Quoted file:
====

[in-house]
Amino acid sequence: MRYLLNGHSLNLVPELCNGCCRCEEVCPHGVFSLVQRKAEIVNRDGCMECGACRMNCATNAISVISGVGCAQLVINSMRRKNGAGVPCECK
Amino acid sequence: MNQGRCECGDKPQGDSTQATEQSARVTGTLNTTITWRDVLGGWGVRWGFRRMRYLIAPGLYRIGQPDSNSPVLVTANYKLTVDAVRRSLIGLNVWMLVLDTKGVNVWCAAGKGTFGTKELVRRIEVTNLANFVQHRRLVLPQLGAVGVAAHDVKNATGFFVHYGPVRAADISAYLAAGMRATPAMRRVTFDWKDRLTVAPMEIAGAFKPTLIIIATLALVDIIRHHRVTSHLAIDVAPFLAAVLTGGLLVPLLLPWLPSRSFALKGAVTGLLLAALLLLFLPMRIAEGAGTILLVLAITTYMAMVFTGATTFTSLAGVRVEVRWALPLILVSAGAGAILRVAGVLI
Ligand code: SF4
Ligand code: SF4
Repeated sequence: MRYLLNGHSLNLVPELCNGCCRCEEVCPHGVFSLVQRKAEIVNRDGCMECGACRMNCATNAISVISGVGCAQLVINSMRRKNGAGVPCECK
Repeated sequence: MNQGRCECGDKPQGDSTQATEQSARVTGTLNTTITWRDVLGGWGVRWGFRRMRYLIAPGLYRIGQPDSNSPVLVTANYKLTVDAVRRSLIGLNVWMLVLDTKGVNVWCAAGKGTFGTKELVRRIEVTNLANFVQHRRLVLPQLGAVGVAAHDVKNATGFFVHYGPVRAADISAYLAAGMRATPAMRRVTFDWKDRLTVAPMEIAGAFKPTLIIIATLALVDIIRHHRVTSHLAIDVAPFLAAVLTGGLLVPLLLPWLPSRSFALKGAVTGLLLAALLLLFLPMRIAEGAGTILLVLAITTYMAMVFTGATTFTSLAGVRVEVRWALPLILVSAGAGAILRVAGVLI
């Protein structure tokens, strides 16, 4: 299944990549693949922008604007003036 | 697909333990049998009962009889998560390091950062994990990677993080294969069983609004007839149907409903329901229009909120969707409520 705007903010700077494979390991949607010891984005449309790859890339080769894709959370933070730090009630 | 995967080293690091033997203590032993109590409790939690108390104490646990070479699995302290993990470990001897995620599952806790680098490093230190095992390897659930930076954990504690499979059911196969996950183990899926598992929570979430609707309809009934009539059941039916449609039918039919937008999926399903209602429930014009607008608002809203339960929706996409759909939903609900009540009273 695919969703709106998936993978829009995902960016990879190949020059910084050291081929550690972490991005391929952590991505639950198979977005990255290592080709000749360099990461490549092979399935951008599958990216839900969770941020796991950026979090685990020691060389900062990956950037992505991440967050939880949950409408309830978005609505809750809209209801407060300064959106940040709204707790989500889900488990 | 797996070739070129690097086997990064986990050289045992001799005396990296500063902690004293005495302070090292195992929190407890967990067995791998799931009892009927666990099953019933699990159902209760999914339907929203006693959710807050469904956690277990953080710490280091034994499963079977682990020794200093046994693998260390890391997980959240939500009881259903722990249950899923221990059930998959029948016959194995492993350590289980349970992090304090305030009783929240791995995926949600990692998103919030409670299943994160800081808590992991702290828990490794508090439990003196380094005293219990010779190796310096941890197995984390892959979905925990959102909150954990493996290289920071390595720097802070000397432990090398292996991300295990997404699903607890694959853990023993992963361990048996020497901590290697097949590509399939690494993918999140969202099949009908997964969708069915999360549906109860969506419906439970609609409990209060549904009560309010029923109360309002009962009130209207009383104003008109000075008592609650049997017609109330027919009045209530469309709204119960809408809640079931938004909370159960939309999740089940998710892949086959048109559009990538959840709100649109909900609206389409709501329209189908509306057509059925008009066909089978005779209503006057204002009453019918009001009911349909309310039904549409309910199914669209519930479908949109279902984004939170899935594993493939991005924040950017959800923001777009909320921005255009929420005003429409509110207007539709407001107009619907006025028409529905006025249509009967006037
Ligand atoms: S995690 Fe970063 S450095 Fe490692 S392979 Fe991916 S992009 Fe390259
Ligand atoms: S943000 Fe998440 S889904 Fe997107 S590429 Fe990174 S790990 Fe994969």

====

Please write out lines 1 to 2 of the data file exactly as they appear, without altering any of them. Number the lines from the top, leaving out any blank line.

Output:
[in-house]
Amino acid sequence: MRYLLNGHSLNLVPELCNGCCRCEEVCPHGVFSLVQRKAEIVNRDGCMECGACRMNCATNAISVISGVGCAQLVINSMRRKNGAGVPCECK